This is my first post in HB, so any feedback & comment is more than appreciated!

GDM528

#2: Post by GDM528 »

Great first post, looking forward to more!

In this topic thread I tried creating fluid bed (in my case Ikawa) profiles to directly compare to a declining-RoR profile in a drum roaster. The taster's conclusion was the "forget-about-RoR" profiles on the fluid bed actually tasted better: Ikawa Home vs Bullet

I wonder if one of the reasons behind the declining-RoR profiles, is to create a roasting gradient within the bean, resulting in a blend of roast degrees and a richer range of flavors. Thoughts?

User avatar
Almico
Supporter ★

#3: Post by Almico »

Wow, you learned all that in 2 weeks. Impressive. Fwiw, I roasted on a fluid bed for 5 years before switching to drum and agree with none of what you think you have learned.

mgrayson
Supporter ♡

#4: Post by mgrayson »

Thank you, and welcome.

I only have Ikawa Home and Pro experience, so can't compare to drum roasting. I also am too new at this to tune profiles. Rather, I compare a few different ones and try to figure out why I prefer the different results. Too many variables. Too many coffees. Still having fun.

mathof

#5: Post by mathof »

Almico wrote:Wow, you learned all that in 2 weeks. Impressive. Fwiw, I roasted on a fluid bed for 5 years before switching to drum and agree with none of what you think you have learned.
Do you agree that a steadily falling RoR is not needed on a fluid bed roaster? I find testimony on this matter to be contradictory, and my own experience from several years of using an Ikawa Home is inconclusive. I have noticed though -- by use of a tc in the bean mass, tracked by Artisan -- that Ikawa's own profiles seldom follow this rule.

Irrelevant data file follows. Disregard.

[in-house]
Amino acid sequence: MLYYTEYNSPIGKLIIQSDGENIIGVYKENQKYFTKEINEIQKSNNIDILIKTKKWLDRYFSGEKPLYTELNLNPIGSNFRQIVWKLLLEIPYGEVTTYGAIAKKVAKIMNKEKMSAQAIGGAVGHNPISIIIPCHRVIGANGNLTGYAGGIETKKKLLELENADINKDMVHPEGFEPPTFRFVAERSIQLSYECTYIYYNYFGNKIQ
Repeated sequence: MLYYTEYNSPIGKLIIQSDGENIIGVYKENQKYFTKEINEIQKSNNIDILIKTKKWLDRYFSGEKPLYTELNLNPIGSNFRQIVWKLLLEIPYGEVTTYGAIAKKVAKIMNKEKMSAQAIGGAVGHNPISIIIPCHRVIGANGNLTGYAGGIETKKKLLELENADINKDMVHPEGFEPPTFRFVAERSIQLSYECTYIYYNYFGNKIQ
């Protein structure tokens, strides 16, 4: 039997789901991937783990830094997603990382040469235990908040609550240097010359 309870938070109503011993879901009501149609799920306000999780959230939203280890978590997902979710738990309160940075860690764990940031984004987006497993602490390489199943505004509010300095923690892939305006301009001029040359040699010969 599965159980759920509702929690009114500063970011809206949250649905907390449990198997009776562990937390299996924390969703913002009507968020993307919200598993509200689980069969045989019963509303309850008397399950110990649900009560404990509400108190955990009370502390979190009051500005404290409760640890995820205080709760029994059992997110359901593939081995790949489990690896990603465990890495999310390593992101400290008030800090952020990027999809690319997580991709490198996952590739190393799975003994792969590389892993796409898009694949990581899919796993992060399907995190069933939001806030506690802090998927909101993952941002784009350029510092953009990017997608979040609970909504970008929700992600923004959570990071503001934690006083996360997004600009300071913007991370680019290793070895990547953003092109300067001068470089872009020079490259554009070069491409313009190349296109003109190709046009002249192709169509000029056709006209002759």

User avatar
drgary
Team HB

#6: Post by drgary »

As a thought experiment I wonder about measurement error of BT. In a fluid bed roaster the beans are agitated by heated air. So how do you accurately measure bean temperature when the probe isn't primarily measuring the heat of a bean mass weighing down around it? You could have periodic changes in air temperature driven by computer control that aren't large enough or long enough to introduce variations in ROR of the beans. Heat applied in short bursts to the outside of the bean is absorbed all the way through it, so wouldn't there be a buffering effect?
Gary
LMWDP#308

What I WOULD do for a good cup of coffee!

GDM528

#7: Post by GDM528 »

drgary wrote:In a fluid bed roaster the beans are agitated by heated air. So how do you accurately measure bean temperature when the probe isn't primarily measuring the heat of a bean mass weighing down around it?
I stuck a low-mass thermocouple directly in the bean mass in my Ikawa Home - it was well worth the trouble. I've gained insights by running the roasting profile with an empty chamber and comparing that same profile with a loaded chamber. However, this only works if the control loop is closed before the air enters the chamber, as with the Ikawa Home.

Exactly where is the temperature probe in the Santoker? The oscillations in the temperature readings could mean the control loop is using ET, which is harder to stabilize - especially when the beans are added.

User avatar
Kaffee Bitte

#8: Post by Kaffee Bitte »